Volunteering with dedication to peace and development in South Sudan
UN Volunteers serving with the Department of Peacekeeping Operations (DPKO) United Nations Mission in South Sudan (UNMISS) demonstrate their dedication and commitment every day while working for peace and development in a conflict-ridden country. Dzemal Calakovic (Montenegro) serves as a UN Volunteer Human Rights Officer in Yambio. Godwin Benson Mkamanga (Malawi) serves as a Fire Safety Officer in Rumbek, the capital of Lakes State. Ia Saakadze (Georgia) supports the Aviation Section as an Air Operations Assistant in Juba.
The people of South Sudan deserve to enjoy life, deserve to have food, water, electricity, education and a prosperous future for their children. This is the spirit of volunteerism for me – volunteering to make people’s lives better. --Ia Saakadze, UN Volunteer Air Operations Assistant
UNV partners with UNMISS to advance peace and development in South Sudan. More than 400 UN Volunteers support UNMISS, and are crucial to the success of the mission in a wide range of professional areas. Every day, they go above and beyond in their assignments while enduring hardship conditions.
Dzemal Calakovic is one of twenty UN Volunteers serving as Human Rights Officers throughout South Sudan, where they monitor, verify, report on and advocate for the promotion and protection of human rights. He arrived as a Human Rights Officer in Yambio in south-west Sudan in 2017 and expected a normal assignment with few surprises. "That is, until I came across the case of a person being sentenced for witchcraft", he says. Dzemal came across a man who had been detained for six months for practicing witchcraft and had been sentenced to three years in prison, and he wondered how he could help.
“While witchcraft is not an offense in South Sudanese legislation, witchcraft and fear of witchcraft is deeply rooted in South Sudanese culture and dealing with it falls under the Local Customary Courts and Chiefs who have the power to adjudicate on customary disputes”, explains Dzemal. However, such courts do not have the power to issue prison sentences. Dzemal knew that the three-year prison sentence for witchcraft was a human-rights violation and he worked with a local non-governmental organization to file an appeal with the County Court.
As neither the prison nor the court had means to transport the defendant to court for the appeal, Dzemal and his team came up with another plan to instead transport the County Judge from Yambio to Nzara in an UNMISS vehicle by signing a waiver. "We realized that state institutions simply cannot comply with Human Rights norms due to the economic constraints imposed by the conflict. So, we have to be innovative and find creative ways to ensure human rights are respected. (…) Now the defendant will get proper access to justice.”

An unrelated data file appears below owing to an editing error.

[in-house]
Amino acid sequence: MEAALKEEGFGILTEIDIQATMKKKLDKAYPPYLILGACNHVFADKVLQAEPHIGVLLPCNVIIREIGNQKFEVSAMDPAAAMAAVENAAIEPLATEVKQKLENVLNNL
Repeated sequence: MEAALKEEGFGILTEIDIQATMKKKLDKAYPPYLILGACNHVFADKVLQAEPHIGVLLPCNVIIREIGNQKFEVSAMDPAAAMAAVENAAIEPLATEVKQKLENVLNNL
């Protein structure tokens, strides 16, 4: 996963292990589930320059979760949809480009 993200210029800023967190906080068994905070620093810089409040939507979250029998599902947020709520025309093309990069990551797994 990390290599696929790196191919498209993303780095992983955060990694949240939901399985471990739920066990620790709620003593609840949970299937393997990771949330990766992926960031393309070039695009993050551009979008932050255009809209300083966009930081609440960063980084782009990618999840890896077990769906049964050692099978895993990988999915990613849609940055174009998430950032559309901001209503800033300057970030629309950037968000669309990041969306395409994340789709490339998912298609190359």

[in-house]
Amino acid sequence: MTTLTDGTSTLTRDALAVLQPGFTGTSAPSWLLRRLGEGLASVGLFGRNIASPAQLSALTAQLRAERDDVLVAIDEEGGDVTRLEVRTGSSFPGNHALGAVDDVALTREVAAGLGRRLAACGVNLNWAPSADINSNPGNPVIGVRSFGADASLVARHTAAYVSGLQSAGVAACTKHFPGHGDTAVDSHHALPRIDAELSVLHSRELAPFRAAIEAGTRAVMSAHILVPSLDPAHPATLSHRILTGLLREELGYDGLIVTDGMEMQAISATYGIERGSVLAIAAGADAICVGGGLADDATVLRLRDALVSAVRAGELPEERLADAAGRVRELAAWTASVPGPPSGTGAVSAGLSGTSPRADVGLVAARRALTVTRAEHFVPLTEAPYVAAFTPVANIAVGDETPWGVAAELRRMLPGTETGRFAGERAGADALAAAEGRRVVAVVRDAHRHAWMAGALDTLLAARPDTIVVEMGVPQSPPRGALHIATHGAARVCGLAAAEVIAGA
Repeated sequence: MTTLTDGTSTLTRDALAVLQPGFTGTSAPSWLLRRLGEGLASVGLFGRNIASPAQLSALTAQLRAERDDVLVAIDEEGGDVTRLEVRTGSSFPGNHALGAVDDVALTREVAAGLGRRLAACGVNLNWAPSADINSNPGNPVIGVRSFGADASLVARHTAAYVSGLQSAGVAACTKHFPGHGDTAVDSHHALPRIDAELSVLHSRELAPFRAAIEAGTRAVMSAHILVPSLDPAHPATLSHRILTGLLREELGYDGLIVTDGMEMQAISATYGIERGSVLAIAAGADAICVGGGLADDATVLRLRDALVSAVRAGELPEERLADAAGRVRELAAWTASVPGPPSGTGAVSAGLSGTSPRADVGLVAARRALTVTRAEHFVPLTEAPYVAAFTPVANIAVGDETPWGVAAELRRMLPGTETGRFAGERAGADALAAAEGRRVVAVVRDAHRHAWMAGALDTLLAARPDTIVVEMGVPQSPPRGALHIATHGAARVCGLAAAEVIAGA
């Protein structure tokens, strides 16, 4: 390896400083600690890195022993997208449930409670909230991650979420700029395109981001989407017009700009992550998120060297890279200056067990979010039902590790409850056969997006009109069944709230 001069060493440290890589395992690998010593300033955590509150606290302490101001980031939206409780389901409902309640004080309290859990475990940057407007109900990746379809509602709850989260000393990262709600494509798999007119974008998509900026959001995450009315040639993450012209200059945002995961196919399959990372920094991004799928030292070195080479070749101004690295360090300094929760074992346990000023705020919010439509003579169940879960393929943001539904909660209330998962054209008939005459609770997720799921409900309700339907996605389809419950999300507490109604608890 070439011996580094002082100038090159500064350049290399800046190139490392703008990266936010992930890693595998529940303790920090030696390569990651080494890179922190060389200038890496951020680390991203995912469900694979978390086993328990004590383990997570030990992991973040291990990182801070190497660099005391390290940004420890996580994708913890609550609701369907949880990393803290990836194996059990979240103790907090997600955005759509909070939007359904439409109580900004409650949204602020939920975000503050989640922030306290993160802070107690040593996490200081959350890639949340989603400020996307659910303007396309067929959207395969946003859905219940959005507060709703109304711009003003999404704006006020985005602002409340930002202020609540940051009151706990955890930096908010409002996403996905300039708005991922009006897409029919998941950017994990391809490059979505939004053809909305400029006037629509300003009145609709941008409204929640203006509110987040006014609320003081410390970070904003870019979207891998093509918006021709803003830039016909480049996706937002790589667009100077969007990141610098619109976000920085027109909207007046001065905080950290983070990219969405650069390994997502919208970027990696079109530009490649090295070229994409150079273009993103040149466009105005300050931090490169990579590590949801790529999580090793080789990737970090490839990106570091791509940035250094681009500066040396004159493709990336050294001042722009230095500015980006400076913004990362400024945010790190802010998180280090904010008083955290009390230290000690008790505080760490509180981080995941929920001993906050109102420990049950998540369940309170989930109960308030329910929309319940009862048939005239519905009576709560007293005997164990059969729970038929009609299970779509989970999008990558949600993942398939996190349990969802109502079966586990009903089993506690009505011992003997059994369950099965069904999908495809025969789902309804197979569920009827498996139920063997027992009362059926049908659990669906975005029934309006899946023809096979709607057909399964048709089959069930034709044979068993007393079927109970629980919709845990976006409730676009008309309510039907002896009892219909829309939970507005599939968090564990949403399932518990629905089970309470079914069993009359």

I remember my former colleagues warning me that I should not lightly leave my career and sail into the waters of volunteerism but now I can say: The work has never been more satisfying. (…) We draw our commitment from our own will, unconstrained with the need to impress anyone else, except ourselves. --Dzemal Calakovic, UN Volunteer Human Rights Officer
Godwin Benson Mkamanga is from Malawi and works as a Fire Safety Officer in Rumbek, the capital of Lakes State. "I save the lives of people and protect their property from fire," he says. Godwin services and checks all fire fighting vehicles, fire extinguishers and rescue tools in the Mission. "I also train local communities in fire prevention," he adds. "We make sure people understand the dangers of fire and they know how to extinguish a fire if one breaks out."
Ia Saakadze supports the Aviation Section as an Air Operations Assistant in Juba. She ensures safe and professional conduct of ground activities, monitors all vehicle movement, fueling operations, and more. “The Mission would not be possible without the support of aviation," says Ia. Ia is an example of how UN Volunteers remain committed to their assignments in dangerous situations.
In July 2016, a crisis broke out in Juba and heavy shooting occurred. A lot of staff got stuck around the country, on missions, in the city or in their own houses. It became so threatening that the mission offered to evacuate us. But not for a single moment did we hesitate to stay and continue our service to make sure the Mission could go on. --UN Volunteer Air Operations Assistant Ia Saakadze
Dzemal, Godwin and Ia are just a few examples. Many UN Volunteers support the back-operations of UNMISS as Vehicle Technicians, Air Operations Assistants, Fire Safety Officers, Meteorologist Assistants, and more. Without their support plans would not take off, cars would not start, computers would not turn on. These UN Volunteers are pivotal to the success of the Mission.
Our UN Volunteers: they not only hope, they not only dream, they do something 24/7 to bring peace and development to South Sudan. --UNV Deputy Executive Cooridnator Toily Kurbanov